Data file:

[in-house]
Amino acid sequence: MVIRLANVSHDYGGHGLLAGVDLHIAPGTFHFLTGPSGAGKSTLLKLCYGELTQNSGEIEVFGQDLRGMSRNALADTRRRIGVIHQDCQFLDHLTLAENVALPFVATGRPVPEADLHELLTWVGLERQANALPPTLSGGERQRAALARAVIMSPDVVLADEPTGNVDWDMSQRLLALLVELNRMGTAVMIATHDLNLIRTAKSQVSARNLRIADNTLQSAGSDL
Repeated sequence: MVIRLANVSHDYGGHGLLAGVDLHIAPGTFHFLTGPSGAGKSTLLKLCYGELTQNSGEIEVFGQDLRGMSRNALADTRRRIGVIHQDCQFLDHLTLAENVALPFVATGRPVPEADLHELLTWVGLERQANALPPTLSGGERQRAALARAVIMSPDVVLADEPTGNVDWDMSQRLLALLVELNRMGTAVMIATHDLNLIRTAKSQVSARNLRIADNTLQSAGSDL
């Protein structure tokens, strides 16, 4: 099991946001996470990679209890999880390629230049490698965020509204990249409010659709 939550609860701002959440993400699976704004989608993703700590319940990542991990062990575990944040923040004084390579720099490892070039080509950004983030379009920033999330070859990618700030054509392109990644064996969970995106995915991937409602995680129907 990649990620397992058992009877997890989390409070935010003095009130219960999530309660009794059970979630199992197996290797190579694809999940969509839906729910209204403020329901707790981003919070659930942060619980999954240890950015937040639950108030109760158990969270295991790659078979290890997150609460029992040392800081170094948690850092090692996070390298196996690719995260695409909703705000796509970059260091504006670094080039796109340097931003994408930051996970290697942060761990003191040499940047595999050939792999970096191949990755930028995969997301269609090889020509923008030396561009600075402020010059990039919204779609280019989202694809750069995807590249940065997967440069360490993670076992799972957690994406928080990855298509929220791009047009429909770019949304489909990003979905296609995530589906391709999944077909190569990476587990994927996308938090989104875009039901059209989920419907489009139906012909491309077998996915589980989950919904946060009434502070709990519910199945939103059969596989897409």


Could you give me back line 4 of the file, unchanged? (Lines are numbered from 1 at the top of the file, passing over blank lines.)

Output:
């Protein structure tokens, strides 16, 4: 099991946001996470990679209890999880390629230049490698965020509204990249409010659709 939550609860701002959440993400699976704004989608993703700590319940990542991990062990575990944040923040004084390579720099490892070039080509950004983030379009920033999330070859990618700030054509392109990644064996969970995106995915991937409602995680129907 990649990620397992058992009877997890989390409070935010003095009130219960999530309660009794059970979630199992197996290797190579694809999940969509839906729910209204403020329901707790981003919070659930942060619980999954240890950015937040639950108030109760158990969270295991790659078979290890997150609460029992040392800081170094948690850092090692996070390298196996690719995260695409909703705000796509970059260091504006670094080039796109340097931003994408930051996970290697942060761990003191040499940047595999050939792999970096191949990755930028995969997301269609090889020509923008030396561009600075402020010059990039919204779609280019989202694809750069995807590249940065997967440069360490993670076992799972957690994406928080990855298509929220791009047009429909770019949304489909990003979905296609995530589906391709999944077909190569990476587990994927996308938090989104875009039901059209989920419907489009139906012909491309077998996915589980989950919904946060009434502070709990519910199945939103059969596989897409």